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13 ways companies should improve their data security in the age of IoT
As our world gets more and more connected, consumers and businesses alike must think fast about how they protect important information.
In particular, there’s a burden on businesses that work in and around the Internet of Things (IoT) to ensure that they’re serving their customers’ best interests by taking every measure to protect sensitive information.
To learn more about how to adapt security measures considering the complexity of today’s technologies, I asked a group of entrepreneurs from YEC the following question: How should companies ramp up their data security as the Internet of Things grows?
Have backups in place
As security hazards evolve, so must security measures. I don’t think it’s just about protection; it’s about having backups to restore your info in case your systems need to be rebooted. That’s something you need to invest in. – Alfredo Atanacio, Uassist.ME
Plan and protect for a security breach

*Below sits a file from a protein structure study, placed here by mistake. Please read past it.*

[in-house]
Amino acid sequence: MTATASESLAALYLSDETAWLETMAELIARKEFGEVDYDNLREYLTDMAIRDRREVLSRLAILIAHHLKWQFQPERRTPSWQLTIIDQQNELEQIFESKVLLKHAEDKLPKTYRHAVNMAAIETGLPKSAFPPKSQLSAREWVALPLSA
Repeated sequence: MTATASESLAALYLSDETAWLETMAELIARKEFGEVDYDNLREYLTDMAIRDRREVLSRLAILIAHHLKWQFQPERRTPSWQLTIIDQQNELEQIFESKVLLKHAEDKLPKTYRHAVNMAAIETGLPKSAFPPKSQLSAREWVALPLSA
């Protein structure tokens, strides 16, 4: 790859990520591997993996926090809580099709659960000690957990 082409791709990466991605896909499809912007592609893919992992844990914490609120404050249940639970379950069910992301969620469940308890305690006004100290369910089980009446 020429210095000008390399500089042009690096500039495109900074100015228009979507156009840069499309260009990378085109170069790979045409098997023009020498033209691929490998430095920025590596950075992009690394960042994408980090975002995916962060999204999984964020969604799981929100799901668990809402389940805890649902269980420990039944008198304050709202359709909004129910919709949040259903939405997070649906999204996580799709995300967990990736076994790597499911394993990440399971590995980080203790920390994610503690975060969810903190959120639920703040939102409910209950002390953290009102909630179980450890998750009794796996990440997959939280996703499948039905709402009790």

With the growth of the IoT, chances of a security breach continue to rise. Sure, you would like to keep this from happening to your company, but the goal is to limit the damage in the event this does happen. You can do this by keeping a backup in case of a breach, installing endpoint protection software, and keeping your system up to date with security fixes. If you have any questions, consult an expert. – Russell Kommer, eSoftware Associates Inc
Consult an expert
Traditional industries that haven’t had to think about security are now being tasked with this endeavor. There are lots of little tweaks and hacks that can be done to bolster protection, but unless someone is looking at a company from a holistic point of view, it’s bound to have vulnerabilities. I feel the only safe way to protect a company as the stakes get higher is to work with an outsourced firm that specializes in security, or bring someone in-house. – Mark Krassner, Expectful